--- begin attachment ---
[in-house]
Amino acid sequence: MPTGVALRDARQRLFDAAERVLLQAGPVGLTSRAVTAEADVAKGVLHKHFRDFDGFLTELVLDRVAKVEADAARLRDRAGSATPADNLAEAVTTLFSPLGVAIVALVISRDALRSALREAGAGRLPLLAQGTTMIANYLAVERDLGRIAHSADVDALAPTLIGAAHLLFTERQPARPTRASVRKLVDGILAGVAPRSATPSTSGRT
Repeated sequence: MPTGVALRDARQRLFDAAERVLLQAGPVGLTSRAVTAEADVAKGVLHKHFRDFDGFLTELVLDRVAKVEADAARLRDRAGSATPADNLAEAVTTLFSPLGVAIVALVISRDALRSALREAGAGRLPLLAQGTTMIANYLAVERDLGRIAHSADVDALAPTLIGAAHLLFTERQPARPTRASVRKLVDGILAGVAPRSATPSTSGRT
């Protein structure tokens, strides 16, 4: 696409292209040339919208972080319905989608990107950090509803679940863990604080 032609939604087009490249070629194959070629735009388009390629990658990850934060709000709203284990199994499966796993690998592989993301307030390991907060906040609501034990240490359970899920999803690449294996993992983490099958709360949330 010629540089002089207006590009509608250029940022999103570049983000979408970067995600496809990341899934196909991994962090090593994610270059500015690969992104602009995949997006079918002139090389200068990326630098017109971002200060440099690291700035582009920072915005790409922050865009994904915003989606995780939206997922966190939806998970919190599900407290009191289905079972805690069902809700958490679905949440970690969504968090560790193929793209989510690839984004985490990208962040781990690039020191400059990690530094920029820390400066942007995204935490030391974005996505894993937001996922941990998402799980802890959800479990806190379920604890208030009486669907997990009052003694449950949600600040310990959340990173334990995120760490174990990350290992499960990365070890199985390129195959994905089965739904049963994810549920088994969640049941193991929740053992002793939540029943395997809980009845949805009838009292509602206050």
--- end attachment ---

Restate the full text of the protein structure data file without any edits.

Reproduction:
[in-house]
Amino acid sequence: MPTGVALRDARQRLFDAAERVLLQAGPVGLTSRAVTAEADVAKGVLHKHFRDFDGFLTELVLDRVAKVEADAARLRDRAGSATPADNLAEAVTTLFSPLGVAIVALVISRDALRSALREAGAGRLPLLAQGTTMIANYLAVERDLGRIAHSADVDALAPTLIGAAHLLFTERQPARPTRASVRKLVDGILAGVAPRSATPSTSGRT
Repeated sequence: MPTGVALRDARQRLFDAAERVLLQAGPVGLTSRAVTAEADVAKGVLHKHFRDFDGFLTELVLDRVAKVEADAARLRDRAGSATPADNLAEAVTTLFSPLGVAIVALVISRDALRSALREAGAGRLPLLAQGTTMIANYLAVERDLGRIAHSADVDALAPTLIGAAHLLFTERQPARPTRASVRKLVDGILAGVAPRSATPSTSGRT
């Protein structure tokens, strides 16, 4: 696409292209040339919208972080319905989608990107950090509803679940863990604080 032609939604087009490249070629194959070629735009388009390629990658990850934060709000709203284990199994499966796993690998592989993301307030390991907060906040609501034990240490359970899920999803690449294996993992983490099958709360949330 010629540089002089207006590009509608250029940022999103570049983000979408970067995600496809990341899934196909991994962090090593994610270059500015690969992104602009995949997006079918002139090389200068990326630098017109971002200060440099690291700035582009920072915005790409922050865009994904915003989606995780939206997922966190939806998970919190599900407290009191289905079972805690069902809700958490679905949440970690969504968090560790193929793209989510690839984004985490990208962040781990690039020191400059990690530094920029820390400066942007995204935490030391974005996505894993937001996922941990998402799980802890959800479990806190379920604890208030009486669907997990009052003694449950949600600040310990959340990173334990995120760490174990990350290992499960990365070890199985390129195959994905089965739904049963994810549920088994969640049941193991929740053992002793939540029943395997809980009845949805009838009292509602206050």